The 5 Best Songs We Heard This Week: Heems, Ricky Eat Acid, Jens Lekman


New year, new listening habits. We’ve got five new songs from artists you may not be terribly familiar with, and we promise they’re worth your time.

Heems — “Sometimes”

There’s always been a lot going on behind the eyes of former Das Racist rapper Heems, but his new single “Sometimes” brings a lot of it to the forefront. The track, produced by Gordon Voidwell, is a downright banger, and over its chanting beat Heems raps about dualities, which, in an accompanying statement, he relates to his living in the US as a first generation South Asian. Eat, Pray, Thug, the album on which “Sometimes” will appear, is set for a March 10th release. — Shane Barnes

Ricky Eat Acid — “Context”

Just earlier this week, we highlighted Ricky Eat Acid’s hazy, personal record of ambient electronic jams — 2014’s Three Love Songs — as an ace album for productivity in the new year. Now Sam Ray, the prolific musician behind Ricky Eat Acid, has released a new single to kick off what will likely be his biggest year yet. “Context” is a beautiful mess of crescendoing beats and rap samples. It sounds like the inside of your brain on one of those totally overwhelming but totally awesome days. — Jillian Mapes

Sonny & The Sunsets — “Happy Carrot Health Food Store”

Sonny & The Sunsets sound exactly what you’d expect them to sound like, especially when you throw in their Bay Area origins: a psychedelic mix of Grateful Dead, the Beach Boys, and Arlo Guthrie. It’s that last influence that plays prominently in “Happy Carrot Health Food Store,” a story song that raggedly unfurls over seven minutes, composed mostly of vignettes of characters shopping at the Happy Carrot Health Food Store. And then there’s a spoken interlude conversation between Sonny and a dog. It could very well be the most fun you’ll have this Friday. — SB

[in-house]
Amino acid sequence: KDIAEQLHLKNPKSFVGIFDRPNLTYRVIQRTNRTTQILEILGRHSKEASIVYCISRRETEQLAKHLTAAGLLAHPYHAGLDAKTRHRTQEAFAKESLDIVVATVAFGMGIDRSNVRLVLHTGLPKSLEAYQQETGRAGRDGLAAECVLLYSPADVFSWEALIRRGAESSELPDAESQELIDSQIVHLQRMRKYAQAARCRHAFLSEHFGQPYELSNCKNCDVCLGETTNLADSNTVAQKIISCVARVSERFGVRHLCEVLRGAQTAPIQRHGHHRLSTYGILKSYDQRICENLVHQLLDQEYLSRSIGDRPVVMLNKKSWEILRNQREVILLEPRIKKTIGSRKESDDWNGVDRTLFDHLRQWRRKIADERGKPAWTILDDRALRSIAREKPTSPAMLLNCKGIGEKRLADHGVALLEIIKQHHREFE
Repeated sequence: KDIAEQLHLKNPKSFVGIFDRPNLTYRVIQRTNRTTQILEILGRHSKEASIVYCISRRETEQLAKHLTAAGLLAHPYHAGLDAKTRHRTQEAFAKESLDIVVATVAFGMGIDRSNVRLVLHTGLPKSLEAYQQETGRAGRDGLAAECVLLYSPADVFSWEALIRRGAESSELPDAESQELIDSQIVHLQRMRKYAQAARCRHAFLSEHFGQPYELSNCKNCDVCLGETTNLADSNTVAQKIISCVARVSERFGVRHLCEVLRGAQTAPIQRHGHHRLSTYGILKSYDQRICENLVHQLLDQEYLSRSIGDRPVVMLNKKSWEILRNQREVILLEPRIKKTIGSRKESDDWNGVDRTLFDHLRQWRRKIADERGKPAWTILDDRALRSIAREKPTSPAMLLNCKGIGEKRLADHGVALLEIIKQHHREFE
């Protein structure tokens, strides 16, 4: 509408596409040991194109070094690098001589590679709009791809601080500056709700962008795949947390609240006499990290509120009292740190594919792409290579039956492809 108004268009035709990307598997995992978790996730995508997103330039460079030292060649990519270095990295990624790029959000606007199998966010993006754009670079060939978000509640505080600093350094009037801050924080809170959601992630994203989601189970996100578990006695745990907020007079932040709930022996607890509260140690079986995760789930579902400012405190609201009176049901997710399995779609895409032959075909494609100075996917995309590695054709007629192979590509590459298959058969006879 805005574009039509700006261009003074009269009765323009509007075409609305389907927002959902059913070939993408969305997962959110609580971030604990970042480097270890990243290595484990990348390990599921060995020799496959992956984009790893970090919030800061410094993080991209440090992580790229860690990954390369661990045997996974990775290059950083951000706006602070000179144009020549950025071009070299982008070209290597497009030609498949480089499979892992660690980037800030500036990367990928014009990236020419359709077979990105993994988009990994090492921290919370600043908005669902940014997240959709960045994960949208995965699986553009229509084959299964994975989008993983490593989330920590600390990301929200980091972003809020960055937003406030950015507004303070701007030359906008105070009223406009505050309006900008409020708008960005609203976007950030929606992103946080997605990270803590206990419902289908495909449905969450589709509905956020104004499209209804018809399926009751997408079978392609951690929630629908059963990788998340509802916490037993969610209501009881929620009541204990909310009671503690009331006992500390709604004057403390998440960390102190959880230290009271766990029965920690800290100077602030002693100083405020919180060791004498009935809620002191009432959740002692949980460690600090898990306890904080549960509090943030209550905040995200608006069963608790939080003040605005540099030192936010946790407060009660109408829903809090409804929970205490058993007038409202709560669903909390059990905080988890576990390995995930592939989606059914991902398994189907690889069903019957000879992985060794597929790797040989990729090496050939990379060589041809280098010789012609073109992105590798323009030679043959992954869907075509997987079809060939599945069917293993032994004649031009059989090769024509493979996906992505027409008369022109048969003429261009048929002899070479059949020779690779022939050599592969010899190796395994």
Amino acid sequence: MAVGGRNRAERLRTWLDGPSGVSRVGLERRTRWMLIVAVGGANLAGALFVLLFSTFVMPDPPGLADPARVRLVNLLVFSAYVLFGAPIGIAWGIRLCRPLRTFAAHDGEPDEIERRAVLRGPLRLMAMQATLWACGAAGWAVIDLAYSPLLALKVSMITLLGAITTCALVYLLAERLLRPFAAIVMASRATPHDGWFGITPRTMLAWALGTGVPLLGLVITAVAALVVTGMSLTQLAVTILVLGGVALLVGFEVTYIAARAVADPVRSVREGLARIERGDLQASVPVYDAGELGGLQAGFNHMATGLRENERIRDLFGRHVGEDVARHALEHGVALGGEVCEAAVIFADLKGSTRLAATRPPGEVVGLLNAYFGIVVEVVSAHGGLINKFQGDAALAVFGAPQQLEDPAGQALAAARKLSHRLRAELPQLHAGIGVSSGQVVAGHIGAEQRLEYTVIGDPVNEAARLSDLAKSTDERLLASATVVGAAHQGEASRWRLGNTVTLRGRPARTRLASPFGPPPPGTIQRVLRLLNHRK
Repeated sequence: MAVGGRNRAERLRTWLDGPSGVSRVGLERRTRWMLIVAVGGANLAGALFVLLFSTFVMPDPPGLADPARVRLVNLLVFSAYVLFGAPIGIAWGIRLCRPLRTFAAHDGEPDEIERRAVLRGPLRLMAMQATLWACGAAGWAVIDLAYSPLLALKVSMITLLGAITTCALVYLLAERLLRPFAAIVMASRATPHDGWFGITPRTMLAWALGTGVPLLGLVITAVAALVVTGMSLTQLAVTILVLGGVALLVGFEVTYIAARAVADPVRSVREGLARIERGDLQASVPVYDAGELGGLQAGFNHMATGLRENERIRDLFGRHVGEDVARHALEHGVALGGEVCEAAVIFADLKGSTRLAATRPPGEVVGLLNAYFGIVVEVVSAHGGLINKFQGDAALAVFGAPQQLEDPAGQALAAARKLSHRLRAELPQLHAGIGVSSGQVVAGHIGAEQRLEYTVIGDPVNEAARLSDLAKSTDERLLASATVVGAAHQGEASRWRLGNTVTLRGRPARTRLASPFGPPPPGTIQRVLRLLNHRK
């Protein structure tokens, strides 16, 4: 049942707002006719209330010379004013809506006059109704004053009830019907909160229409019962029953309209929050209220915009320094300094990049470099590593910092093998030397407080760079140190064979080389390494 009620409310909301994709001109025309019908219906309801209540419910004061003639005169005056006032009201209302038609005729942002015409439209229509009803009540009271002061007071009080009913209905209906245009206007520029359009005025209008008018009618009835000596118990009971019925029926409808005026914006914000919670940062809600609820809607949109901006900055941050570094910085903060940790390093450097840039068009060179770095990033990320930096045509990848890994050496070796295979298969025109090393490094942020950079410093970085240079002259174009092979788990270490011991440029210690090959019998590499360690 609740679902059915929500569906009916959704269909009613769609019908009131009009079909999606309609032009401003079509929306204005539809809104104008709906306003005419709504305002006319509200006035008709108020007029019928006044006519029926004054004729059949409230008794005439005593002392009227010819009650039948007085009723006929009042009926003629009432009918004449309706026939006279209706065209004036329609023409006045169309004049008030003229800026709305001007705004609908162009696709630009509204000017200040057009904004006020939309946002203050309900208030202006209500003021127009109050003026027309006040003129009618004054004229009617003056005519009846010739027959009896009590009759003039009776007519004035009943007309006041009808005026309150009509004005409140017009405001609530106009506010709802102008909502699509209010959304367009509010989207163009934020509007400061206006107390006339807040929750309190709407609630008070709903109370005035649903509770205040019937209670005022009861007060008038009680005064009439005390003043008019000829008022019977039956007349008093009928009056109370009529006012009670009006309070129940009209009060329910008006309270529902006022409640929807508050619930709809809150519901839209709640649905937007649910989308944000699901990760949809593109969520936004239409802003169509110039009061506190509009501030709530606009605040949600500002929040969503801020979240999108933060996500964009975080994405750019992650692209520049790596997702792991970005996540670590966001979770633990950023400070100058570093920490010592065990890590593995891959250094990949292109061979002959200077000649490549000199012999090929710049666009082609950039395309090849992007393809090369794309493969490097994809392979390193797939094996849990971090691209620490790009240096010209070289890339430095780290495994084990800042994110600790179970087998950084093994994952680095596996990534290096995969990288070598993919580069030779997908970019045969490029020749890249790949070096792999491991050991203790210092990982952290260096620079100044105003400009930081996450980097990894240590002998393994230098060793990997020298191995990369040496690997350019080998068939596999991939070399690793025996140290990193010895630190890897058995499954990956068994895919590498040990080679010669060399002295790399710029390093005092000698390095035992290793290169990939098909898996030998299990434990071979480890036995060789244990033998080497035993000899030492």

Jens Lekman — “Postcard #2”

The second installment of a year-long, weekly project from Swedish crooner/quirkster Jens Lekman is a surprisingly groovy pop gem. Perhaps that’s because of its key sample of Abdullah Ibrahim’s “Mamma,” or it’s just because most things Lekman touches come out melodically perfect. Lekman’s next full-length is forthcoming, but until then he’s releasing a new one of these so-called postcards every Friday. — SB

Twerps — “I Don’t Mind”

This Aussie band’s Merge debut — Range Anxiety, out January 27 — is a must-listen for fans of the 1990s’ quintessential indie rock, but as “I Don’t Mind” suggests, there’s a pop undercurrent softening up the edges. I’m remind a ton of Yo La Tengo and a just slightly of Elephant 6 bands. — JM